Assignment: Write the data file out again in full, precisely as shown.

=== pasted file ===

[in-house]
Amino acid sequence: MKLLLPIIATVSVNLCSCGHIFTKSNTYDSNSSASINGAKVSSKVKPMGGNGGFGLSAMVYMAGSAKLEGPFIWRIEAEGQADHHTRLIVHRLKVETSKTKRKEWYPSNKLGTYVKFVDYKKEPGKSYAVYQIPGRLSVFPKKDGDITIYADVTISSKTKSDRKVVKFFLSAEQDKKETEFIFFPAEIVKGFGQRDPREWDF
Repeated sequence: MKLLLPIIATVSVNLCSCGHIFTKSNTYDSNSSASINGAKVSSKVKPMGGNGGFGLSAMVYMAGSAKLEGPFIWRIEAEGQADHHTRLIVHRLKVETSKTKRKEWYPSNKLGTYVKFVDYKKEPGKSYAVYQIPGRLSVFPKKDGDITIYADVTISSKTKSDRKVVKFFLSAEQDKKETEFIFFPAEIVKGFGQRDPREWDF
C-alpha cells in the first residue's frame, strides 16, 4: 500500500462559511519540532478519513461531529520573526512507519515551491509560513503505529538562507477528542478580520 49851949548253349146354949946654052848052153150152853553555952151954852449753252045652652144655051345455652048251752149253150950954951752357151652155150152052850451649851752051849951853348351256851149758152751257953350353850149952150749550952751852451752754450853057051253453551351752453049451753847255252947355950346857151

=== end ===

[in-house]
Amino acid sequence: MKLLLPIIATVSVNLCSCGHIFTKSNTYDSNSSASINGAKVSSKVKPMGGNGGFGLSAMVYMAGSAKLEGPFIWRIEAEGQADHHTRLIVHRLKVETSKTKRKEWYPSNKLGTYVKFVDYKKEPGKSYAVYQIPGRLSVFPKKDGDITIYADVTISSKTKSDRKVVKFFLSAEQDKKETEFIFFPAEIVKGFGQRDPREWDF
Repeated sequence: MKLLLPIIATVSVNLCSCGHIFTKSNTYDSNSSASINGAKVSSKVKPMGGNGGFGLSAMVYMAGSAKLEGPFIWRIEAEGQADHHTRLIVHRLKVETSKTKRKEWYPSNKLGTYVKFVDYKKEPGKSYAVYQIPGRLSVFPKKDGDITIYADVTISSKTKSDRKVVKFFLSAEQDKKETEFIFFPAEIVKGFGQRDPREWDF
C-alpha cells in the first residue's frame, strides 16, 4: 500500500462559511519540532478519513461531529520573526512507519515551491509560513503505529538562507477528542478580520 49851949548253349146354949946654052848052153150152853553555952151954852449753252045652652144655051345455652048251752149253150950954951752357151652155150152052850451649851752051849951853348351256851149758152751257953350353850149952150749550952751852451752754450853057051253453551351752453049451753847255252947355950346857151